TORONTO (miningweekly.com) – Only about 60% of potential new gold supplies are incentivised for a 12% internal rate of return, at a gold price of $1 300/oz, Wood Mackenzie (WoodMac) analyst Vince Madden-Scott told an audience during a recent mining convention, in Toronto.
This spells a grim picture for an industry that is expected to see peak output this year, as reserve attrition bites and sends the industry into a potential structural decline going forward.
The Australia-based analyst pointed to the cutbacks to exploration programmes in the bear market of 2011 to 2015 that led to the dramatic reserve attrition the market is experiencing today, compounded by a weak global project pipeline holding very few Tier 1 discoveries. This is a direct result of the chronic underspending on exploration and a focus on brownfield initiatives.
Further, the gold market is seeing mature market participants such as South Africa, and to a lesser extent Australia, entering a structural decline, as their mines become deeper, more remote, with lower grades and greater operational complexities.
"Reserve attrition is an underlying threat. The miners cut exploration in a time of crisis to preserve margins. Many companies high-graded resources, which was counter intuitive because of the finite nature of mining. We expect to see a significant and sustained production decline going forward as a result of the decline in exploration budgets," Madden-Scott said.
He noted that the average gold mine life had fallen from 14 years to 11 years since 2012, with a relative lack of quality in the project pipeline to blame for this. "The pantry is all but empty, save for a few highlights."
Between 2017 and 2022, Canada is expected to lead in global gold production growth, which is directly correlated to its successful exploration incentive schemes and strong regulatory framework, that helps to underpin exploration. It will grow to become the second largest gold producer by 2022, after China, adding 80% or 153 t/y of gold to bring its production profile to about 350 t/y of yellow metal.
Contrasting this to dramatic effect is Tanzania, whose gold output is expected to contract by 67%, or 37 t, to somewhere around 20 t/y. This, he noted, is a good example of what can happen "when regulations go askew".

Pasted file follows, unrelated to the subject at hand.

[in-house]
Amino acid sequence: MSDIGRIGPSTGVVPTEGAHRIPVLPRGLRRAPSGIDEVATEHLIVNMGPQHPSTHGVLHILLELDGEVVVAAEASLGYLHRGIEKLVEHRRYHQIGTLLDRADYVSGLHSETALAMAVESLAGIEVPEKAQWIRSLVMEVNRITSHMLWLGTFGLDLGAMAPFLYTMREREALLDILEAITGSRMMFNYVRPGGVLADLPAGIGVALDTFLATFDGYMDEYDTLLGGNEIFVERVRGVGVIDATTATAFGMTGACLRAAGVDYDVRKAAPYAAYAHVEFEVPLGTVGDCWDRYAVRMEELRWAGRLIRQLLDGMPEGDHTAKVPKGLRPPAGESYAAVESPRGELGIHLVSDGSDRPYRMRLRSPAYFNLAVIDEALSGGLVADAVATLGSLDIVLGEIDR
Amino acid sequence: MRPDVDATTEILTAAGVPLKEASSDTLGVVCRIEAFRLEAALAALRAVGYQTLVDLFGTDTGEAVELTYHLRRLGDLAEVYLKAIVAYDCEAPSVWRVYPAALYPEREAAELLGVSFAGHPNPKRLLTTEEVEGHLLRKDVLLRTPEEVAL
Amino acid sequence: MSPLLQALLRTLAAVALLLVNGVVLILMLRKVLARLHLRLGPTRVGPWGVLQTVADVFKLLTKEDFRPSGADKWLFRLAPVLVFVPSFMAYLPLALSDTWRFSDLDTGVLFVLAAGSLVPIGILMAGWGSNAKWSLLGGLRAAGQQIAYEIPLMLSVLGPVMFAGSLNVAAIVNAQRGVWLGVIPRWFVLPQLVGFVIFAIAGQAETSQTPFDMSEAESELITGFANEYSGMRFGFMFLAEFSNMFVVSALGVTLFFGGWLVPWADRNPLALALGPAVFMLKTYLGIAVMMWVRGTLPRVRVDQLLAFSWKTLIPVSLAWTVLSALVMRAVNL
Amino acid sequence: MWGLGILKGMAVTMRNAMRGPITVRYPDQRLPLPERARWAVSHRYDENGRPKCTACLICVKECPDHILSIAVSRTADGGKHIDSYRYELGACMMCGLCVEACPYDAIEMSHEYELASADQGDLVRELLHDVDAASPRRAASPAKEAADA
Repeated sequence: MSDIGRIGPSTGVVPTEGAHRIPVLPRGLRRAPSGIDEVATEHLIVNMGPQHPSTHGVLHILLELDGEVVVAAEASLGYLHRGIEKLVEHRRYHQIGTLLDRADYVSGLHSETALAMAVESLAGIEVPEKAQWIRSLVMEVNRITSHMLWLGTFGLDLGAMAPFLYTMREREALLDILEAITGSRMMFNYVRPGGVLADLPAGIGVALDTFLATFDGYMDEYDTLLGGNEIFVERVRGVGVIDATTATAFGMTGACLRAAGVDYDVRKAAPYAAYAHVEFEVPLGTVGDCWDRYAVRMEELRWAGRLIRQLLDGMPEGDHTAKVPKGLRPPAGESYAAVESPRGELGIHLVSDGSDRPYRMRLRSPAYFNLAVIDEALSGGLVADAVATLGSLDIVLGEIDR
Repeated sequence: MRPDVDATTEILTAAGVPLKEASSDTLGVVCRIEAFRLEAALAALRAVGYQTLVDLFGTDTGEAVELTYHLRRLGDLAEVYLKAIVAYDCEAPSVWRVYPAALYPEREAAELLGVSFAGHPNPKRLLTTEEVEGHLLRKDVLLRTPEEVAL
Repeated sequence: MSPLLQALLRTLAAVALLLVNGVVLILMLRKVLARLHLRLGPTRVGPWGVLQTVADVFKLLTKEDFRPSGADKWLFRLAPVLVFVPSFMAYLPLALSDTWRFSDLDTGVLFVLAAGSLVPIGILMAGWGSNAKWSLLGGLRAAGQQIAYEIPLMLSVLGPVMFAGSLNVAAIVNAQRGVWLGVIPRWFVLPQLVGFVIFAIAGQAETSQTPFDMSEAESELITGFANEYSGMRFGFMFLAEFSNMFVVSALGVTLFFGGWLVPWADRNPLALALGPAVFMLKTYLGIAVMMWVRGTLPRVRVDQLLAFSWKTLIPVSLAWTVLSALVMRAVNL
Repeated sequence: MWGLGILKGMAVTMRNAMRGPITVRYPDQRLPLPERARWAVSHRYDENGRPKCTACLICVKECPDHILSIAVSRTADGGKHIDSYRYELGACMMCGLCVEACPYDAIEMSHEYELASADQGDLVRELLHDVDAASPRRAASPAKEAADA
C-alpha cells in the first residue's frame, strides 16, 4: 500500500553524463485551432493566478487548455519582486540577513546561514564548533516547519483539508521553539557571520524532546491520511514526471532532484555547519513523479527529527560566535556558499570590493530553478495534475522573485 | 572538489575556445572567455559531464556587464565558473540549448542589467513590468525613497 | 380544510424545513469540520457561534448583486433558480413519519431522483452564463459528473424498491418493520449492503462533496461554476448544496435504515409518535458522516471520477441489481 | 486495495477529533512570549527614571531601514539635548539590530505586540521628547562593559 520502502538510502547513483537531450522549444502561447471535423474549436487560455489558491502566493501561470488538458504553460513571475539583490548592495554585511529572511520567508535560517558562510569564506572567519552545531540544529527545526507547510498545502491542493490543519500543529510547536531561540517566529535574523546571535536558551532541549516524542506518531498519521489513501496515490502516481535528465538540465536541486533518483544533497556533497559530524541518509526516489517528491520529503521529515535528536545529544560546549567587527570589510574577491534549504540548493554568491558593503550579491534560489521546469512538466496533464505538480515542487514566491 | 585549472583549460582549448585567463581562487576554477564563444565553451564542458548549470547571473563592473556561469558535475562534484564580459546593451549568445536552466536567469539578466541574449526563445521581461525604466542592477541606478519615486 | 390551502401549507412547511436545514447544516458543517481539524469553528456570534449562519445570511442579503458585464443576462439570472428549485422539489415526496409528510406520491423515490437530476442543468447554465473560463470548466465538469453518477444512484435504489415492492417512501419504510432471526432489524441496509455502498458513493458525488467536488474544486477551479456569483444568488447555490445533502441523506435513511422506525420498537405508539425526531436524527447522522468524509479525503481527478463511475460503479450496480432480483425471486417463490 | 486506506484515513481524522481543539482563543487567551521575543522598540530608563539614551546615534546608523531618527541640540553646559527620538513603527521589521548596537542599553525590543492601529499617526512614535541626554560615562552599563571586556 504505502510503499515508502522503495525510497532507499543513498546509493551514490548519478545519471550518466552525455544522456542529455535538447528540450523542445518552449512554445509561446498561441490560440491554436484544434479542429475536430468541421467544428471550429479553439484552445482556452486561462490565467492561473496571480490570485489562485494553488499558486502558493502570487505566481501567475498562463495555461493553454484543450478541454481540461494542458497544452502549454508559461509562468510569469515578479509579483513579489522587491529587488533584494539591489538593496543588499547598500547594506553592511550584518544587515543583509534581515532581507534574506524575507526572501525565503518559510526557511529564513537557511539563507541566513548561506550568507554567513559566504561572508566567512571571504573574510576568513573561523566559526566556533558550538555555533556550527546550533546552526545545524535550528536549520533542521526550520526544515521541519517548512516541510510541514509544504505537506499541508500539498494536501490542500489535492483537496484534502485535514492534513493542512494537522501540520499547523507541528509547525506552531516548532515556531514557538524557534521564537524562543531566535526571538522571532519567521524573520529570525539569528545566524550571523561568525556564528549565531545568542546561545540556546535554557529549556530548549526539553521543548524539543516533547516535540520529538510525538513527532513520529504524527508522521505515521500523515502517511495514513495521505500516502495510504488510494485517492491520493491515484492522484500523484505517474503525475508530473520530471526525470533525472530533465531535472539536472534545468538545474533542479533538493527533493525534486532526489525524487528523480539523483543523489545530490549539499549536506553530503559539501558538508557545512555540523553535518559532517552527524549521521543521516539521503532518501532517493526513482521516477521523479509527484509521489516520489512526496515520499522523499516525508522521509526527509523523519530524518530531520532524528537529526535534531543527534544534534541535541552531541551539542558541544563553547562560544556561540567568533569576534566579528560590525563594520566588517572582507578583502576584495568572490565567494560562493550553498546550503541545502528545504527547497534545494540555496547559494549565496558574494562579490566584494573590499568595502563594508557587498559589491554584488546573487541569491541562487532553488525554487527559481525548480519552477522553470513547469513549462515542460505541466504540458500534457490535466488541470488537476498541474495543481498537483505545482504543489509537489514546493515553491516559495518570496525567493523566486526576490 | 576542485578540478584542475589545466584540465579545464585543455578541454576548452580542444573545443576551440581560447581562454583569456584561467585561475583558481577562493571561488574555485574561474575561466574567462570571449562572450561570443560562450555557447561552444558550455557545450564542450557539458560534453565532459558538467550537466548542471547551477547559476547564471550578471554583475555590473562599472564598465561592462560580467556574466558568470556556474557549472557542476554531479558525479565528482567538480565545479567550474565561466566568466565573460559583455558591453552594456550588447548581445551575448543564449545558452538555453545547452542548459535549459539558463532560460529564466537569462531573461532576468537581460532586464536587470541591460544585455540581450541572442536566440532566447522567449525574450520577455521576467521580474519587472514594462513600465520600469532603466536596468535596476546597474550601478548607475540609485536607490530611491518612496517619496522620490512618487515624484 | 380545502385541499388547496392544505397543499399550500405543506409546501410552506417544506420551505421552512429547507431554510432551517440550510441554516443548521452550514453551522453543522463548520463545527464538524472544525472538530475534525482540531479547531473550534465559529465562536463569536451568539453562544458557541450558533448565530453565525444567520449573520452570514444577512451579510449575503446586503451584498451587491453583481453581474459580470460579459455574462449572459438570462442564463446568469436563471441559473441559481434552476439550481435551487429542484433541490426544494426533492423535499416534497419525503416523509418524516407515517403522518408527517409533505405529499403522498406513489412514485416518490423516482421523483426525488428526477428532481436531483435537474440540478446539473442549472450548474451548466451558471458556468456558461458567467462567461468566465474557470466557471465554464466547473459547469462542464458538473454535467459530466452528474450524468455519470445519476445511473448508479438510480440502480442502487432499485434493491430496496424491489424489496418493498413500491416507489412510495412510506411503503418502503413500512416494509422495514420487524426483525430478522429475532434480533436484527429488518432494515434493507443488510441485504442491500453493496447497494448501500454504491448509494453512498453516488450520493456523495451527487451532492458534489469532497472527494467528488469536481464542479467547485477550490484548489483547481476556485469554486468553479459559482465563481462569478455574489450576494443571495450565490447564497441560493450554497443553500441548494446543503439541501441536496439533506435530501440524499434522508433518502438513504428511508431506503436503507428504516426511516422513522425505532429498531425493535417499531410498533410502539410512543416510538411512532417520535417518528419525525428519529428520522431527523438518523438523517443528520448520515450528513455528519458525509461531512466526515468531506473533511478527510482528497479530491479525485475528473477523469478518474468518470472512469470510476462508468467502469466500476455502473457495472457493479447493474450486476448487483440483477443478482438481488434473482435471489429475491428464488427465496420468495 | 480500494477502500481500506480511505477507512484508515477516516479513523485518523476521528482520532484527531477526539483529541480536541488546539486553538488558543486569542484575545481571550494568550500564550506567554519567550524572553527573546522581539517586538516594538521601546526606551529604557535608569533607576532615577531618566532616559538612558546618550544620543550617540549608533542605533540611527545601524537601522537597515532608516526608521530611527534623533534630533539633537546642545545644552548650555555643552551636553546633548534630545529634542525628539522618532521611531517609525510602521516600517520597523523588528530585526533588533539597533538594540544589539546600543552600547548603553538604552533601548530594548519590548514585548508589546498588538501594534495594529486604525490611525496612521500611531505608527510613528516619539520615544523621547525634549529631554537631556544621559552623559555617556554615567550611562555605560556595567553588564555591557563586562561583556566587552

WoodMac saw industry-wide cost escalation through 2017 make a comeback for the first time in years, which was mainly driven by inflationary pressure and mine site costs. Compounding this were the higher cost curves of traditional mining jurisdictions such as South Africa and Australia, who sit in the upper quartiles of the cost curve.
Madden-Scott noted that the world's miners are making healthy margins at the current gold price, but reminded the audience that the gold price is locked in step with costs. If the gold price rises, costs tend to rise too.
He said that many industry participants and observers have argued that this trend will not happen this time round, since miners have learnt from their mistakes of the past. "We'll see," he quipped.
Further, he sees ongoing geopolitical instability and market turmoil potentially providing support to the gold price in the short to medium term. Protectionist measures, such as tariffs mulled by the US, will likely create market instability and could precipitate a trade war.
The forecast contraction in global gold supplies over the coming years may support higher prices and the creation of a Spot Gold Exchange in India will likely stimulate subcontinent demand and improved liquidity.
On the downside, strong economic growth in the US generally leads to inflation and a stronger greenback, which is traditionally bad for the gold price. Madden-Scott also pointed out that hawkish federal policy and higher interest rates in the US will likely translate to higher yields on bonds, placing downward pressure on the gold price.
Further, demand driven by gold-backed exchange-traded funds such as the Van Eck fund has slowed considerably in 2017, despite registering net inflows.
Interestingly, Madden-Scott noted that the current global geopolitical instability appears to be fully priced into today's gold price.
"Geopolitical instability is a key driver and sustainer of gold prices, but in recent years, it has not really affected the price outlook. We believe the median outlook is $1 300/oz as these things are already priced in," he said.